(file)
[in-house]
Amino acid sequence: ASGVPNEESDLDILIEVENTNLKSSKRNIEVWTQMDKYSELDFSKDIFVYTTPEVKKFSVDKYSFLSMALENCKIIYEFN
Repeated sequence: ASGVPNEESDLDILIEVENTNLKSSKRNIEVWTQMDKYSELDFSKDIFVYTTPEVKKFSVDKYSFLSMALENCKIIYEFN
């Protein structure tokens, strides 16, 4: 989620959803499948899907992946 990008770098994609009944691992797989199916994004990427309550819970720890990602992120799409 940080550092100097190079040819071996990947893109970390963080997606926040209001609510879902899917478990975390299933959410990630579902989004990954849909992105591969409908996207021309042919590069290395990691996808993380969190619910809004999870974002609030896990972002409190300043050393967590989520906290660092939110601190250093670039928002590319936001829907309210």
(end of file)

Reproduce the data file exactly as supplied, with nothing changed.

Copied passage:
[in-house]
Amino acid sequence: ASGVPNEESDLDILIEVENTNLKSSKRNIEVWTQMDKYSELDFSKDIFVYTTPEVKKFSVDKYSFLSMALENCKIIYEFN
Repeated sequence: ASGVPNEESDLDILIEVENTNLKSSKRNIEVWTQMDKYSELDFSKDIFVYTTPEVKKFSVDKYSFLSMALENCKIIYEFN
């Protein structure tokens, strides 16, 4: 989620959803499948899907992946 990008770098994609009944691992797989199916994004990427309550819970720890990602992120799409 940080550092100097190079040819071996990947893109970390963080997606926040209001609510879902899917478990975390299933959410990630579902989004990954849909992105591969409908996207021309042919590069290395990691996808993380969190619910809004999870974002609030896990972002409190300043050393967590989520906290660092939110601190250093670039928002590319936001829907309210």